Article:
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The Four Fonts of Joy

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Whenever I think of joy, I think of Cardinal Timothy Dolan. During the late night show, The Colbert Report, Colbert asked Cardinal Dolan what name he would take if he was elected Pope. After a brief pause and a sly smile, Cardinal Dolan told Colbert—a Catholic himself—“Stephen,” inviting raucous applause from the crowd.

I lived in the Archdiocese of Milwaukee when Cardinal Dolan served as Archbishop of Milwaukee from 2002-09. You couldn’t be around him without feeling joy. But his quick wit, humor and jovial personality are not why I he comes to mind whenever I think of joy. Cardinal Dolan authored a book that forever changed my life.

Called to be Holy, released in 2005, was adapted from his earlier work, Priests for the Third Millennium. While the latter is for priests, Called to be Holy presents many of its themes and ideas for lay people. One chapter includes the four fonts of joy.


This first font might sound simplistic, but it’s easy to fall into the trap that says God will only love me if I pray more, sin less or give more—that we have to earn God’s love. And some feel they can’t be loved by God because they’ve sinned too much or too seriously. Some struggle to love themselves, so how could they feel assured that God loves them?

Conversion is often built around a radical encounter with God’s love. God’s love is life-changing and joy-giving. Whenever I feel a lack of joy, I remind myself: God loves me.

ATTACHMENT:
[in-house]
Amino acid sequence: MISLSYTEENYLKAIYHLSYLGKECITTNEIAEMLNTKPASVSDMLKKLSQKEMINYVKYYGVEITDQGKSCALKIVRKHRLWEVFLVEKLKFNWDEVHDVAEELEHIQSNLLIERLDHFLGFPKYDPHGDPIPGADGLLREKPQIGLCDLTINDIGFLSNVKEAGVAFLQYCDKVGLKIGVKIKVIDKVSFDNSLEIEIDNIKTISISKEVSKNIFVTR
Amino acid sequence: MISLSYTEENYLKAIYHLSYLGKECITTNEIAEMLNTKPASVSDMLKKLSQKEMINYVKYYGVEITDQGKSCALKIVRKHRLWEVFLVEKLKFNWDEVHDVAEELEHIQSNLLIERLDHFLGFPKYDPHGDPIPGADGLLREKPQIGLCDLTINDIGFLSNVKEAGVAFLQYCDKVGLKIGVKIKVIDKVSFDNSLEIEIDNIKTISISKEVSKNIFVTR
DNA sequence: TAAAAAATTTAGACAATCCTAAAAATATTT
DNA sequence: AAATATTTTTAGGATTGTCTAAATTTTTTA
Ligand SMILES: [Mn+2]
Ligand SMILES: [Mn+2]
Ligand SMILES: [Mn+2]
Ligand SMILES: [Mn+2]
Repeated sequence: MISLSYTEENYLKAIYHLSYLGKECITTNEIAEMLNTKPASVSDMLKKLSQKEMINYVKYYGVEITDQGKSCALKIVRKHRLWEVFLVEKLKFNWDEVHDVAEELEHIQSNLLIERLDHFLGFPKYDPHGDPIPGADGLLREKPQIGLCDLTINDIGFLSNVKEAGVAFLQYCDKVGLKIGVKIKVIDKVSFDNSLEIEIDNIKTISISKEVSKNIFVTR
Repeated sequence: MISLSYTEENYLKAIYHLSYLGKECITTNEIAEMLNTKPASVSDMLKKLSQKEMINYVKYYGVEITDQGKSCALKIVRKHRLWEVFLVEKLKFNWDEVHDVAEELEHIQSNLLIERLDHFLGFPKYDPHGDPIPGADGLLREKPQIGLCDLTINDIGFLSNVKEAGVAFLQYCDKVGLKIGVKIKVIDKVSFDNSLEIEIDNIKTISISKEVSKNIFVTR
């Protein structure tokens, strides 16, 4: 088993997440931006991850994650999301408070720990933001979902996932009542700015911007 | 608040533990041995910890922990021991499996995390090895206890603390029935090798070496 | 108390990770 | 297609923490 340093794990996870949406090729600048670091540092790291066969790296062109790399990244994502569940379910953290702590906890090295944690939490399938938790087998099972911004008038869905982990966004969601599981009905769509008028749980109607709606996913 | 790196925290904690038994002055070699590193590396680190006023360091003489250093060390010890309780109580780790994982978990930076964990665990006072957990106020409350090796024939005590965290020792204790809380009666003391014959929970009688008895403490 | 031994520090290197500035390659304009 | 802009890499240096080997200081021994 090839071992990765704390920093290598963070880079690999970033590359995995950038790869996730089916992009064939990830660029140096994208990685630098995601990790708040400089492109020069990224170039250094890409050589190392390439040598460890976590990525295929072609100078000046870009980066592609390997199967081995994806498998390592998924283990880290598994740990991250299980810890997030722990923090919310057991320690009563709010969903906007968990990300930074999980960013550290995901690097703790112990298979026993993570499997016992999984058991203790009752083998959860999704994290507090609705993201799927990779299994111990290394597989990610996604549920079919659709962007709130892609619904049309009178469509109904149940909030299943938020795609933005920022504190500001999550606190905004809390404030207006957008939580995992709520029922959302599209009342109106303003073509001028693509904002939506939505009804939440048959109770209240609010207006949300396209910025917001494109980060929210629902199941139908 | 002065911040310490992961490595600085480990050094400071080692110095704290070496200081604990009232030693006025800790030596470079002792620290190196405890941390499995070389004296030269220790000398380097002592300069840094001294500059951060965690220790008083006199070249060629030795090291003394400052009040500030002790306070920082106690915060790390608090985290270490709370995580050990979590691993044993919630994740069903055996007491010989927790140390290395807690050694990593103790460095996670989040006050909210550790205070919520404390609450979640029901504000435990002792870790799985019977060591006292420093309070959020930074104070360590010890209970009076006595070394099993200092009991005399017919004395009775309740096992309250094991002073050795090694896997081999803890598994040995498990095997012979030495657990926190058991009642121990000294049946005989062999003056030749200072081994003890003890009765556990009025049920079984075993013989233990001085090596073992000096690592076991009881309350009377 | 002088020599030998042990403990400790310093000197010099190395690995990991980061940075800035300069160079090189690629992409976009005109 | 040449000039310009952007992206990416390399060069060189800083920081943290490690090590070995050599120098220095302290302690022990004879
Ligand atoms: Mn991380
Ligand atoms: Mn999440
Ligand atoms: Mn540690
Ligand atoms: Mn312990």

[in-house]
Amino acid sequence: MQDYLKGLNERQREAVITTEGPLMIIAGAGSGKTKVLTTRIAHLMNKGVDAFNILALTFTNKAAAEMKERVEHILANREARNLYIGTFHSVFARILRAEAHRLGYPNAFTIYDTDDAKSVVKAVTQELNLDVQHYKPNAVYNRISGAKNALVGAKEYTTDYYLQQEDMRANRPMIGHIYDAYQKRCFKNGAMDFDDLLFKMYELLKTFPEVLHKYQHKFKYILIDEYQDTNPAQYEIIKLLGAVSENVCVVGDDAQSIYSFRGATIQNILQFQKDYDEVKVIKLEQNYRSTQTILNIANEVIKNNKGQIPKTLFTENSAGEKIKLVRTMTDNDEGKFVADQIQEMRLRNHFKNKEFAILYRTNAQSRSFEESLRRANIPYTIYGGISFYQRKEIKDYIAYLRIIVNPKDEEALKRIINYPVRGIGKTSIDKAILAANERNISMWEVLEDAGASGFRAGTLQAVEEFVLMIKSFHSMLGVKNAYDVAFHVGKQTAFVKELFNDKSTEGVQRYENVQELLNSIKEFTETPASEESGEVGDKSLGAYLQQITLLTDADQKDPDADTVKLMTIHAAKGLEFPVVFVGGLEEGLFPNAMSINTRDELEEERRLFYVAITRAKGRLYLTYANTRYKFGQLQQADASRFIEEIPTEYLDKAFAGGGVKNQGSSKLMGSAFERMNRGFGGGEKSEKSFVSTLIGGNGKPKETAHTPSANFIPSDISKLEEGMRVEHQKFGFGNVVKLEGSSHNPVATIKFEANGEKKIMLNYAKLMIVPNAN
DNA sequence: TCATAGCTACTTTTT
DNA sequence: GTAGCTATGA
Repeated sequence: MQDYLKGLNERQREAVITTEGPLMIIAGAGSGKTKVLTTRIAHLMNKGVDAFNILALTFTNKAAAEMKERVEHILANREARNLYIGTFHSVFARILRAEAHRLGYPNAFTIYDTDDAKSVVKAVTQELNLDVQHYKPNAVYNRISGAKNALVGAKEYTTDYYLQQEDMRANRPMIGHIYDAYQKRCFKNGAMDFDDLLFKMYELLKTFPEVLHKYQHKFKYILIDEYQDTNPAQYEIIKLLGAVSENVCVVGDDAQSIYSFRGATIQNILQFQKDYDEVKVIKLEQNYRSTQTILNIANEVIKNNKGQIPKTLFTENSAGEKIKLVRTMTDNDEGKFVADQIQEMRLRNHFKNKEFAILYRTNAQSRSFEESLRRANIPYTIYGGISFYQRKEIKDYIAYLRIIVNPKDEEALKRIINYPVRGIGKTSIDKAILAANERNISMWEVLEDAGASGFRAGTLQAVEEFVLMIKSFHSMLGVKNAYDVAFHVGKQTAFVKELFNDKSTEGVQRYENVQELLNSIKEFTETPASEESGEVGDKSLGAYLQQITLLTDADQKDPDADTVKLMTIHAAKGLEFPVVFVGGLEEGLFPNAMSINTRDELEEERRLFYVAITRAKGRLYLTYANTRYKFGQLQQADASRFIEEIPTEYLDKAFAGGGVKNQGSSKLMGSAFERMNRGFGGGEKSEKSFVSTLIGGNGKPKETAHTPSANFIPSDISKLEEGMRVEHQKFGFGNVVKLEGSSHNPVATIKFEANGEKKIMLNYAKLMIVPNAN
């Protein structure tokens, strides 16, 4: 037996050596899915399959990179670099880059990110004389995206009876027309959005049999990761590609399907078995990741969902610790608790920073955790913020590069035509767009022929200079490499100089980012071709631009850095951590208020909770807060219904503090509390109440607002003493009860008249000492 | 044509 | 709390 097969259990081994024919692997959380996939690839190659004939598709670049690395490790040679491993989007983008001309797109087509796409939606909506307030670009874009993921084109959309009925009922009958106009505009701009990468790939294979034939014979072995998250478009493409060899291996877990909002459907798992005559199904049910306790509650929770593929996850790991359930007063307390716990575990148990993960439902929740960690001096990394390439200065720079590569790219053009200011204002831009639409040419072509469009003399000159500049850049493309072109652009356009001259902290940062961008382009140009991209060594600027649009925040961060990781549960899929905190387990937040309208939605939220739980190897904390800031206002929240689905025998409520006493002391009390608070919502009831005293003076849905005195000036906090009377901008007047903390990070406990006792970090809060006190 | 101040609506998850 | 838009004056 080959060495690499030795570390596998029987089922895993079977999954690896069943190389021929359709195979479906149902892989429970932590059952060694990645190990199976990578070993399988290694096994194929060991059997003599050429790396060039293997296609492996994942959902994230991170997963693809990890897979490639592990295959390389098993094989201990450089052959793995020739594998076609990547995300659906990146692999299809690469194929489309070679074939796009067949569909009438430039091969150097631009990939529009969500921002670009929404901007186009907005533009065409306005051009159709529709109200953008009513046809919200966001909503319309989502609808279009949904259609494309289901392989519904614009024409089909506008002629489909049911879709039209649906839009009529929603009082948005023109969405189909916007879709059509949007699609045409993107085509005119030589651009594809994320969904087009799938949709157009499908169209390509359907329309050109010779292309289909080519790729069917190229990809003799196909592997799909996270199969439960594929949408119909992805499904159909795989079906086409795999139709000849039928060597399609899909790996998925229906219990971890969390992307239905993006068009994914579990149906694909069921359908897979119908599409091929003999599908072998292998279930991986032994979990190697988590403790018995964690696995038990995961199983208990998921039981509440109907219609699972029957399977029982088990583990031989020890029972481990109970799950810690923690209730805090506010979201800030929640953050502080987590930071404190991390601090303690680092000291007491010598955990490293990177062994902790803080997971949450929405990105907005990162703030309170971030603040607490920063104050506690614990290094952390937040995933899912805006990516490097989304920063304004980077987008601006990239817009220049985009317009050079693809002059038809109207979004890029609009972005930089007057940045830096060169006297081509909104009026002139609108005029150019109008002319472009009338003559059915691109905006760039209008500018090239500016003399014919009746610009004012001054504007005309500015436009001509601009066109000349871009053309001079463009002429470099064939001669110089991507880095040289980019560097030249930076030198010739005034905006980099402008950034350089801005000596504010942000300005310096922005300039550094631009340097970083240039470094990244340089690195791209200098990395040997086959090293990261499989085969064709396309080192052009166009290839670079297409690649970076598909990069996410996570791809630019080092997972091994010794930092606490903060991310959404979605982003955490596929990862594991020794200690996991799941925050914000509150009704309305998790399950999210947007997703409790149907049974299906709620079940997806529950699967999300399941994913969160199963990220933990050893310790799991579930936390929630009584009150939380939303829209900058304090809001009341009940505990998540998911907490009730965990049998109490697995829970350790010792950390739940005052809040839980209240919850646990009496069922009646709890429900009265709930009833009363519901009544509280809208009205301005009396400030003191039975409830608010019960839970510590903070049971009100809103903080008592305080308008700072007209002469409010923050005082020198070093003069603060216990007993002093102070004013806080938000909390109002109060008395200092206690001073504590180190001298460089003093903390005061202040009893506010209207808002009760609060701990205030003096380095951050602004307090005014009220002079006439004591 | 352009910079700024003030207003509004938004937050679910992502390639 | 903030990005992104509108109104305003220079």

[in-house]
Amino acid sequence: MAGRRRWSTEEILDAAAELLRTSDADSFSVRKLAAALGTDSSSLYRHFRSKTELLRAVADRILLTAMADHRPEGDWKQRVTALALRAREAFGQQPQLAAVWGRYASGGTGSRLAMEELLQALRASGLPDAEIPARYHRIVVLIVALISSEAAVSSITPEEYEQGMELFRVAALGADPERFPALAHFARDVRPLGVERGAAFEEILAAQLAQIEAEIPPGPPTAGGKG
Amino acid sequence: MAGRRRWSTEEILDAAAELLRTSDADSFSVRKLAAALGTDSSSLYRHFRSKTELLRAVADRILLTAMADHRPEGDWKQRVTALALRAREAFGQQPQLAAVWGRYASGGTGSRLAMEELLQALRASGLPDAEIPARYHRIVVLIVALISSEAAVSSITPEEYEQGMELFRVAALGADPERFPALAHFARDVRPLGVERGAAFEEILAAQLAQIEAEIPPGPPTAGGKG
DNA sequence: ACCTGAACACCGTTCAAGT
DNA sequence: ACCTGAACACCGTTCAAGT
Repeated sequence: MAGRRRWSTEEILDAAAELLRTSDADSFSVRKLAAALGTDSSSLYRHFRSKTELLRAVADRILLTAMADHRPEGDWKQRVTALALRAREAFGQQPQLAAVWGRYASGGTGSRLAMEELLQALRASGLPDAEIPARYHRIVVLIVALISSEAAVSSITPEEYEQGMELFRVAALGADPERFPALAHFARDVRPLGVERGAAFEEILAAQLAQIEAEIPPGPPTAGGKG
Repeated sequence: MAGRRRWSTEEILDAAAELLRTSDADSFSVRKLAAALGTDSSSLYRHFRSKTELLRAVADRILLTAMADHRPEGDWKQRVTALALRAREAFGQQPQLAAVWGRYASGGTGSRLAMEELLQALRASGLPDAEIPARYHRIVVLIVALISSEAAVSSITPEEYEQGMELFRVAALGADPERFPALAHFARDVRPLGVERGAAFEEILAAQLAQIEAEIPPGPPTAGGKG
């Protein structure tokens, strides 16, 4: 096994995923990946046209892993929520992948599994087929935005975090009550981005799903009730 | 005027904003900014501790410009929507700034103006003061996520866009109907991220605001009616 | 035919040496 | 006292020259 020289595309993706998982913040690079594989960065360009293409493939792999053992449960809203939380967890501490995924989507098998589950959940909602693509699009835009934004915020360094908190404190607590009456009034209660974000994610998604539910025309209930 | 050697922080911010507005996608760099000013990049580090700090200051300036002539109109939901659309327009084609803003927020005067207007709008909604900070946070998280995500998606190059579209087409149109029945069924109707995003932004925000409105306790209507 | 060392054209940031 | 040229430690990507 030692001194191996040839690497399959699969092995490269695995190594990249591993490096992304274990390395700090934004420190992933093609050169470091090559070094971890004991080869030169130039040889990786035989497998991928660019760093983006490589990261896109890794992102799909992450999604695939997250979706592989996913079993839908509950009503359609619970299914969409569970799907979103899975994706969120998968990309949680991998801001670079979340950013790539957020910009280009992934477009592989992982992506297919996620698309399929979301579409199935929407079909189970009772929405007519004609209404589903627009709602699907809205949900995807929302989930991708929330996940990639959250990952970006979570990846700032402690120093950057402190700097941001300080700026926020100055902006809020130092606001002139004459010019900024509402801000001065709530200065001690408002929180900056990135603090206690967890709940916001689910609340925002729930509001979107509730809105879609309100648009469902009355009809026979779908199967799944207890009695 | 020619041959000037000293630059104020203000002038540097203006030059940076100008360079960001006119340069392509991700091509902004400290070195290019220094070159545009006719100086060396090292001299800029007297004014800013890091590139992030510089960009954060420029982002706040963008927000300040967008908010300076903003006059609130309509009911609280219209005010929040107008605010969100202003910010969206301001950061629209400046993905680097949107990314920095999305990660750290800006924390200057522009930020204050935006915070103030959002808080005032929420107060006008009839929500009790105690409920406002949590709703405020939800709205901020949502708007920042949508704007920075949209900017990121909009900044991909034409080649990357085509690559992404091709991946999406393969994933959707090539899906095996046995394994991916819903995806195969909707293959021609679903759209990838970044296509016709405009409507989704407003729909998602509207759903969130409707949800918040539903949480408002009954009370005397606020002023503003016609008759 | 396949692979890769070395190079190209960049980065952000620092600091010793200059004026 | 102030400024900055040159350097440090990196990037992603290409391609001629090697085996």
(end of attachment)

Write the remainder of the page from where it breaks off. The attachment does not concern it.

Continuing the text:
The chapter’s most intellectually challenging section reminds us that, in God’s radical love for us, He becomes a part of us. Through the Eucharist, God makes each of us His dwelling place. God does not watch from afar, He enters in. He has made our hearts His home and makes His life part of ours.

Whenever I feel a lack of joy, I remind myself: God is part of me.


For me, this is often the most important reminder. When stress, anxiety and worry plague my personal or professional life, it saps the joy from my heart. When things seem to fall apart, it is easy to despair over your life’s direction and what you’re supposed to do next.

The world is chaotic, and it’s easy for that chaos to bleed into our personal lives. National and worldwide concerns, like war and the economy, collide with personal concerns, like finances, health and relationships, to leave us feeling lost. God is in control. He has a plan and makes “all things work for good for those who love Him” (Rom. 8:28).

Whenever I feel a lack of joy, I remind myself: God has a plan for my life.


Prayer is a whole-hearted faith response to God. It is our connection and relationship with God. Some might mistakenly believe prayer is our job, an obligation. But prayer is not our gift to God, it’s God’s gift to us. Through prayer, God gives us instant access to Him. When we pray, the Lord of the Universe hears us.

Whenever I feel a lack of joy, I pray.

These four fonts of joy have become a kind of mantra of my faith. If I feel lost or confused, worried or anxious, I stop, remind myself of three truths and take one action: God loves me. God is a part of me. God has a plan for my life. And I pray.

I hope that, by shining a light on these fonts this month, they fill your life with joy as they have mine.

Dominick Albano is The Catholic Telegraph’s director of digital engagement, an author and national speaker. He and his wife have been married for 15 years and have four sons. [email protected]

This article appeared in the November 2022 edition of The Catholic Telegraph Magazine. For your complimentary subscription, click here.

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